EXPAND THIS QUOTATION…After completing a Bachelor’s Degree in Biology/Biochemistry from Spelman College in Atlanta, Georgia, I completed a second degree in nursing from the University of Wisconsin-Milwaukee. During my first year as a labor and delivery nurse, I was confronted with my first bioethical issue among many to come. A major medical error occurred in a birthing/delivery room and the obstetrician ordered me to go and sign out a narcotic for him to administer to the mother. According to the instructions on the vial, the administration of this particular narcotic was strictly the role of a licensed anesthesiologist and not the obstetrician or even me, the nurse. I took time to page the on-call anesthesiologist, which was taking rather long to reach contact. The obstetrician became furious, nasty, and very degrading to me for not listening to his orders to bring the medication directly to him stat. When sharing what happened with the charge nurse, the nursing supervisor on call that night, and later my immediate supervisor, I did not get any support for following correctly the highlighted rules and protocol for the administration of this narcotic. I knew I could not stay in this non-supportive unethical environment.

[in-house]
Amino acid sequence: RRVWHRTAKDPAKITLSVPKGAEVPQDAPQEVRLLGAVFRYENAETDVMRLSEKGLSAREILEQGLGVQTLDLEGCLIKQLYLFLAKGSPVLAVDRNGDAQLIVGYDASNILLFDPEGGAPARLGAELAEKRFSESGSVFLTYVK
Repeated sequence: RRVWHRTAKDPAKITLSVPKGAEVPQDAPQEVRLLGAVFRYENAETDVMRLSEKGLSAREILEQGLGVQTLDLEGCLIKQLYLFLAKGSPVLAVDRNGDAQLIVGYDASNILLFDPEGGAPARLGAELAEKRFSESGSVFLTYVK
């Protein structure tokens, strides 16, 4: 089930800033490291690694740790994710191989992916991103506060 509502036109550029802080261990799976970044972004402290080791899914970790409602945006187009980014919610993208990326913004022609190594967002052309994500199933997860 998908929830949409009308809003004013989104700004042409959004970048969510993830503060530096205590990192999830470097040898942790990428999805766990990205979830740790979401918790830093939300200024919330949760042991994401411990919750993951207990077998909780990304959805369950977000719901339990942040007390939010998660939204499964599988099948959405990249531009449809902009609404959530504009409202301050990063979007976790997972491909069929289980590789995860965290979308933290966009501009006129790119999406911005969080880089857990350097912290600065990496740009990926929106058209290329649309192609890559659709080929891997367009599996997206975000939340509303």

To continue following my desire to help the underserved, I resigned from my staff nurse position as a labor and delivery nurse and went into public health nursing in a very risky and challenging area in the city of Milwaukee. In this area, I dealt with poor and marginalized people in very tough living conditions. I remember one case in particular, where I had to make a follow up visit with a baby who was born to a cocaine-addicted mother. When I got to the house, I found that there was also an 8 year old girl in a full-body cast. She was hit by a bus in early May; this was mid August. The child had not received any medical treatment or follow up for three months. The mother had no transportation to get her daughter to the hospital or doctor. I remember well that this precious little girl smelled awfully and that her bones had not set properly. In haste, I called the local county hospital only to find out that employees in Medical Records Department could not locate her records. Next, I arranged for an ambulance to pick her up to take her to the hospital’s emergency department to get the body cast removed and to start a full rehabilitation process immediately. I could not understand how a child with these types of injuries fell through the cracks of the health care system.